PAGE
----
A Good Samaritan is being praised for his heroics after providing CPR to a drowning man who fell into Lynn Canyon on Friday afternoon.
Langley resident Craig Vollweiter, a 26-year-old officer cadet with the Canadian Forces, was hiking in the park with his partner when he was approached by a young girl in distress who was asking for help with an emergency around 1:15 p.m.
After accompanying the girl down to the boardwalk at the river’s edge near the Twin Falls Bridge, Vollweiter helped pull a man in his 60s to safety who was partially submerged in the river and lying face down in the water. The man’s wife was there but was having trouble lifting her husband out of the riverside.
Vollweiter then noticed the man wasn’t breathing and was lacking basic vital signs such as a pulse.
“Training kicked in,” said Vollweiter. “I was starting to worry how long he’d been out.”
Vollweiter then gave the man chest compressions while directing the man’s wife in the rescue breathing techniques of CPR.
After three cycles of CPR, the man started to breathe again.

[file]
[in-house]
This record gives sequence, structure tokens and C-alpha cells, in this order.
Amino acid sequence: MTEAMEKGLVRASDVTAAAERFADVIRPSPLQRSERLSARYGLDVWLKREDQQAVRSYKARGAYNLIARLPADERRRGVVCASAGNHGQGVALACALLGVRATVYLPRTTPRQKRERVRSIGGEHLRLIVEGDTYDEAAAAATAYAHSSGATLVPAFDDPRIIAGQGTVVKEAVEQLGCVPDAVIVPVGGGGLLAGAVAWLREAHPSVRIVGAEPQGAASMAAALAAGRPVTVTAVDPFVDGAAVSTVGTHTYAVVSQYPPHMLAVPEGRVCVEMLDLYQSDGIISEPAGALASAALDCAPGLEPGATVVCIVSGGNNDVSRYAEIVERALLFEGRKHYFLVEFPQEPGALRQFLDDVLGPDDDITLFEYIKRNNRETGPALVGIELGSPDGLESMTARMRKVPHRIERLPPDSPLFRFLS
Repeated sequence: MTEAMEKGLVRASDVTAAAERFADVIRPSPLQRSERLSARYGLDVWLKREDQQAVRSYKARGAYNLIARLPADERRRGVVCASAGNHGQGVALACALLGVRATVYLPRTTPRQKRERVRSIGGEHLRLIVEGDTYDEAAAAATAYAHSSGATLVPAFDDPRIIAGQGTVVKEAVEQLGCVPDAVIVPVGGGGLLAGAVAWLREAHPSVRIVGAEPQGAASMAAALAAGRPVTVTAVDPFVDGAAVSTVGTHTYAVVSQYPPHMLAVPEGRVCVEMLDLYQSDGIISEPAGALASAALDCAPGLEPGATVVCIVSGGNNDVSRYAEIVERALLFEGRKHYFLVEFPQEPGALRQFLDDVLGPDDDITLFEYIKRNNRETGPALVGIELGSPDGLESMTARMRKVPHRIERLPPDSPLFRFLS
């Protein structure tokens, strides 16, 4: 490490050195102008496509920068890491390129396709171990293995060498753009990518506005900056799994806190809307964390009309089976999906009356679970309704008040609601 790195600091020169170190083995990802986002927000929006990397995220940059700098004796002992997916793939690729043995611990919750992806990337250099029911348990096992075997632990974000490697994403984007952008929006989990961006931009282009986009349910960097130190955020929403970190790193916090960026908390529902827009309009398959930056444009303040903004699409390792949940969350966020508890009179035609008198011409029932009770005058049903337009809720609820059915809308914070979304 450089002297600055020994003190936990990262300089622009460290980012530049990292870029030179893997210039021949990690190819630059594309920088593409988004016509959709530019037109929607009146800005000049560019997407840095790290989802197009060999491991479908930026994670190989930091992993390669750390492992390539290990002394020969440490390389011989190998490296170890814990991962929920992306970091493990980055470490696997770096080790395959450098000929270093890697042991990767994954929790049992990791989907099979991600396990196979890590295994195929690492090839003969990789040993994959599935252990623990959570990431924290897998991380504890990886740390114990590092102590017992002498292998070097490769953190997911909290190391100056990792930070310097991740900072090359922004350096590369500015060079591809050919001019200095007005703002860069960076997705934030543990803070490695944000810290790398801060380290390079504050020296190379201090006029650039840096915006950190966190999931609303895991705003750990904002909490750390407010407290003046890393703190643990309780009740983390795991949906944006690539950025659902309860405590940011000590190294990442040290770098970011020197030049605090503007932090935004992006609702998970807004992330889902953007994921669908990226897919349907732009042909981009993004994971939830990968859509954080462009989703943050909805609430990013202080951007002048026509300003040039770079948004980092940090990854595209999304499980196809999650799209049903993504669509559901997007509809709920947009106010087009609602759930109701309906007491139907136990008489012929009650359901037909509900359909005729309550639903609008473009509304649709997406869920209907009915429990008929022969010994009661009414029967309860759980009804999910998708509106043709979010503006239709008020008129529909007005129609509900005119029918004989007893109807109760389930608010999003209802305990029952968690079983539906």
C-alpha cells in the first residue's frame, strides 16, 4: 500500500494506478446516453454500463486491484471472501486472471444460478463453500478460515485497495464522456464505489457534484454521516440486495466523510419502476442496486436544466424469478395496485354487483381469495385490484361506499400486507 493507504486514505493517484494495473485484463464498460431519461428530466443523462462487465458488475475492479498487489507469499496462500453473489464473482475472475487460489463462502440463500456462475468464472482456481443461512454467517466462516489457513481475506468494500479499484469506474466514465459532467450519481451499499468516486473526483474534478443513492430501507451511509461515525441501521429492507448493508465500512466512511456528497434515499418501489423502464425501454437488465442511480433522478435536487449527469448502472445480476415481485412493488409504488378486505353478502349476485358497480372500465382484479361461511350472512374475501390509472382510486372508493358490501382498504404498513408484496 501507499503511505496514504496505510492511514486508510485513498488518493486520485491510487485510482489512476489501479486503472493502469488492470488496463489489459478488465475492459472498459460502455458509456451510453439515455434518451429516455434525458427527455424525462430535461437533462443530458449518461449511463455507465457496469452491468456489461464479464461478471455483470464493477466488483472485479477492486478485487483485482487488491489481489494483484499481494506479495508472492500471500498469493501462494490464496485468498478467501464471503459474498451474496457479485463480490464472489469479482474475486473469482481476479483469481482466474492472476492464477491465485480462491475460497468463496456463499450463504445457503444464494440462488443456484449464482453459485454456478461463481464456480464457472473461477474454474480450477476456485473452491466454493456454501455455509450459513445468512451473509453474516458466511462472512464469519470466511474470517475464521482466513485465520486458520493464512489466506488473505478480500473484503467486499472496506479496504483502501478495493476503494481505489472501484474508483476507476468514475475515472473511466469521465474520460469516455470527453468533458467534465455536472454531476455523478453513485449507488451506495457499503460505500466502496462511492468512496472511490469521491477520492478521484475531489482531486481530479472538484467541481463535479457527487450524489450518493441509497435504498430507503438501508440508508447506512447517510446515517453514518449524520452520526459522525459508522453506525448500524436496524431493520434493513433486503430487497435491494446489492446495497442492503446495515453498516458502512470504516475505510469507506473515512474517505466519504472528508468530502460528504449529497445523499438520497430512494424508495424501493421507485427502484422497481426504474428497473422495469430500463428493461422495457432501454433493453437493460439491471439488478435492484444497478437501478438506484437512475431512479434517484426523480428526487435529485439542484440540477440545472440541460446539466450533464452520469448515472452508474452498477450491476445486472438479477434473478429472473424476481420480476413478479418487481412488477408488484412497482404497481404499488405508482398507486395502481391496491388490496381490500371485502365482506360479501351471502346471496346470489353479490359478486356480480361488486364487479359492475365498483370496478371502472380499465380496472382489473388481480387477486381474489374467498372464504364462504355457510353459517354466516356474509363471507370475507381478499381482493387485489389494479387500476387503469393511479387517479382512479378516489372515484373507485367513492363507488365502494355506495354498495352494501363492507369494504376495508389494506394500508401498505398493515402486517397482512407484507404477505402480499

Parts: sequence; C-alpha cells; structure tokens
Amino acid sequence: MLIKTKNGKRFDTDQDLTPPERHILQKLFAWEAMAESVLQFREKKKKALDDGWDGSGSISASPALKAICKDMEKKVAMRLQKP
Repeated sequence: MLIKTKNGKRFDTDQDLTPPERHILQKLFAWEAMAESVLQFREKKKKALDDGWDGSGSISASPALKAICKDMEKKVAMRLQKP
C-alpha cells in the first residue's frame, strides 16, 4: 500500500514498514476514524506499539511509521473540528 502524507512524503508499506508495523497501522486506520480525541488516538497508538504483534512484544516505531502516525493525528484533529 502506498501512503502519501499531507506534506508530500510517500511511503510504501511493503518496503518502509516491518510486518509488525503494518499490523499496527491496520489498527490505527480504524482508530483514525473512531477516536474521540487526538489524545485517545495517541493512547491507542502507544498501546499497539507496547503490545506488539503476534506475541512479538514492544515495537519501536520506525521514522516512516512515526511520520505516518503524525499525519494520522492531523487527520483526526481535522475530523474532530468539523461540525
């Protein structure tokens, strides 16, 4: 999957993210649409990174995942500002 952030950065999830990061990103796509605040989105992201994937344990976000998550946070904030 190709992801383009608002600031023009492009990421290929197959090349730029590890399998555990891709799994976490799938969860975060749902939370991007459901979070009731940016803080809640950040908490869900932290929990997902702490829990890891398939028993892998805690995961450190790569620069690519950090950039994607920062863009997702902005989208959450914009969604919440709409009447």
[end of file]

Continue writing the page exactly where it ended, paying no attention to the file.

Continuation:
North Vancouver District Fire and Rescue Services members and paramedics arrived on scene shortly after. The man had likely suffered a medical incident, slipped, and then hit his head before falling unconscious into the water, according to rescue crews.
After stabilizing the man and getting him on a stretcher, it took seven firefighters to transfer him out of Lynn Canyon and to a waiting ambulance.
Although Vollweiter said he took his first CPR training course more than a decade ago, this was the first time he’s put his training into practise.
“It’s a good skill to have in your back pocket. It takes one day for certification,” said Vollweiter, who has made sure his certification has stayed current over the years. “I’m just overwhelmingly happy I’ve actually kept up with the certifications.”
Assistant fire chief David Dales commended Vollweiter for his exceptional patient care and the significant impact it likely had on the successful outcome. Dales also commended other bystanders in the area who alerted rescue crews to the exact location of the incident when they arrived on site.
“The right person was at the right spot at the right time,” said Dales.